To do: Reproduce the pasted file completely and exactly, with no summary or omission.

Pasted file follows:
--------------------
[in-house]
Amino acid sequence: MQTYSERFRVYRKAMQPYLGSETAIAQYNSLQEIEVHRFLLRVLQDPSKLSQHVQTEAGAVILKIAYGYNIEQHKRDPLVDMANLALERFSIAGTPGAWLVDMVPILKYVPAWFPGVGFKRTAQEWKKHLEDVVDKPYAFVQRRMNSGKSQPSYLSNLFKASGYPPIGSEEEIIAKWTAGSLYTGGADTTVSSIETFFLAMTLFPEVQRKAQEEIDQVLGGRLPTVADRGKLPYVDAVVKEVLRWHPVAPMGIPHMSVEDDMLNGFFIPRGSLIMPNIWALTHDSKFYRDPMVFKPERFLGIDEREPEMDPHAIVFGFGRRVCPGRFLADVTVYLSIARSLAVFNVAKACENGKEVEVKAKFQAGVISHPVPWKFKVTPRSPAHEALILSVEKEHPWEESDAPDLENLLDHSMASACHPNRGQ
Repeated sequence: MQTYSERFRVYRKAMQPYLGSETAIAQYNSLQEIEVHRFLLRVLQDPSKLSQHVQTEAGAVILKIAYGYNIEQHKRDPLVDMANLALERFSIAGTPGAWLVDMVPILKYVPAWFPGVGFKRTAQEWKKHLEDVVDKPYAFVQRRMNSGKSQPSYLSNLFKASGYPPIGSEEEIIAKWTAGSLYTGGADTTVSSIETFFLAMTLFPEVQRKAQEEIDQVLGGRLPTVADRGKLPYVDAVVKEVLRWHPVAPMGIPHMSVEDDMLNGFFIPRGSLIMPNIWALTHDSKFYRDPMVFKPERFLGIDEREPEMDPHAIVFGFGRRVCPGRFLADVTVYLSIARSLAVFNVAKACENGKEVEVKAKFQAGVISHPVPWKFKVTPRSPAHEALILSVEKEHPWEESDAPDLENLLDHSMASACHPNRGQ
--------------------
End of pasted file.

[in-house]
Amino acid sequence: MQTYSERFRVYRKAMQPYLGSETAIAQYNSLQEIEVHRFLLRVLQDPSKLSQHVQTEAGAVILKIAYGYNIEQHKRDPLVDMANLALERFSIAGTPGAWLVDMVPILKYVPAWFPGVGFKRTAQEWKKHLEDVVDKPYAFVQRRMNSGKSQPSYLSNLFKASGYPPIGSEEEIIAKWTAGSLYTGGADTTVSSIETFFLAMTLFPEVQRKAQEEIDQVLGGRLPTVADRGKLPYVDAVVKEVLRWHPVAPMGIPHMSVEDDMLNGFFIPRGSLIMPNIWALTHDSKFYRDPMVFKPERFLGIDEREPEMDPHAIVFGFGRRVCPGRFLADVTVYLSIARSLAVFNVAKACENGKEVEVKAKFQAGVISHPVPWKFKVTPRSPAHEALILSVEKEHPWEESDAPDLENLLDHSMASACHPNRGQ
Repeated sequence: MQTYSERFRVYRKAMQPYLGSETAIAQYNSLQEIEVHRFLLRVLQDPSKLSQHVQTEAGAVILKIAYGYNIEQHKRDPLVDMANLALERFSIAGTPGAWLVDMVPILKYVPAWFPGVGFKRTAQEWKKHLEDVVDKPYAFVQRRMNSGKSQPSYLSNLFKASGYPPIGSEEEIIAKWTAGSLYTGGADTTVSSIETFFLAMTLFPEVQRKAQEEIDQVLGGRLPTVADRGKLPYVDAVVKEVLRWHPVAPMGIPHMSVEDDMLNGFFIPRGSLIMPNIWALTHDSKFYRDPMVFKPERFLGIDEREPEMDPHAIVFGFGRRVCPGRFLADVTVYLSIARSLAVFNVAKACENGKEVEVKAKFQAGVISHPVPWKFKVTPRSPAHEALILSVEKEHPWEESDAPDLENLLDHSMASACHPNRGQ